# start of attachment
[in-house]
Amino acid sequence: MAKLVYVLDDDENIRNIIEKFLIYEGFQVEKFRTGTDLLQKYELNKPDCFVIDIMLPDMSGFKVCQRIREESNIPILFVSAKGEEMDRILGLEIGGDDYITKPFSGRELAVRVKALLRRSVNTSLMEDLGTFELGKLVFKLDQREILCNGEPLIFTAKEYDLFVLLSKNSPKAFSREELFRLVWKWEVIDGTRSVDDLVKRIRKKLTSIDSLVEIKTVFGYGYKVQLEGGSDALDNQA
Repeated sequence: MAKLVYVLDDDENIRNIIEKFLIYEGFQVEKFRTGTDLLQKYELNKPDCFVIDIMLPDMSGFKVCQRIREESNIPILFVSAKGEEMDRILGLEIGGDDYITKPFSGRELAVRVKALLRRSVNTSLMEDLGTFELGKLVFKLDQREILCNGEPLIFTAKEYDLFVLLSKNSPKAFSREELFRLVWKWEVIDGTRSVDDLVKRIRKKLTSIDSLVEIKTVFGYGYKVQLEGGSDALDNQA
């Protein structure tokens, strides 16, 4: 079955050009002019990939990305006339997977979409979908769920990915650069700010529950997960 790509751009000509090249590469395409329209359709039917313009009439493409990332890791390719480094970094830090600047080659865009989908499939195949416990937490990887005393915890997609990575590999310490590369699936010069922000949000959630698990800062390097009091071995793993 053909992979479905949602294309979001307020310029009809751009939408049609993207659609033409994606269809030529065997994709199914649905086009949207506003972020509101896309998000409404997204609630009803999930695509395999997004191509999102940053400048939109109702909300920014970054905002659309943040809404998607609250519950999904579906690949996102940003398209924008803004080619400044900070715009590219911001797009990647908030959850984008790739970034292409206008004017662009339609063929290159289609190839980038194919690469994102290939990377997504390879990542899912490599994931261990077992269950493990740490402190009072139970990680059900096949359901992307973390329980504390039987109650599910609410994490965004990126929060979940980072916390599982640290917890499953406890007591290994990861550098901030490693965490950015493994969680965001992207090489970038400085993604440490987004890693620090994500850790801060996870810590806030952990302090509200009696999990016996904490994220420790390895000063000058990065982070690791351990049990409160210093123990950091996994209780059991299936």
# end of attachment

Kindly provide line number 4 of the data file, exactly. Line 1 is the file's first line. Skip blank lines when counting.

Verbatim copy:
């Protein structure tokens, strides 16, 4: 079955050009002019990939990305006339997977979409979908769920990915650069700010529950997960 790509751009000509090249590469395409329209359709039917313009009439493409990332890791390719480094970094830090600047080659865009989908499939195949416990937490990887005393915890997609990575590999310490590369699936010069922000949000959630698990800062390097009091071995793993 053909992979479905949602294309979001307020310029009809751009939408049609993207659609033409994606269809030529065997994709199914649905086009949207506003972020509101896309998000409404997204609630009803999930695509395999997004191509999102940053400048939109109702909300920014970054905002659309943040809404998607609250519950999904579906690949996102940003398209924008803004080619400044900070715009590219911001797009990647908030959850984008790739970034292409206008004017662009339609063929290159289609190839980038194919690469994102290939990377997504390879990542899912490599994931261990077992269950493990740490402190009072139970990680059900096949359901992307973390329980504390039987109650599910609410994490965004990126929060979940980072916390599982640290917890499953406890007591290994990861550098901030490693965490950015493994969680965001992207090489970038400085993604440490987004890693620090994500850790801060996870810590806030952990302090509200009696999990016996904490994220420790390895000063000058990065982070690791351990049990409160210093123990950091996994209780059991299936």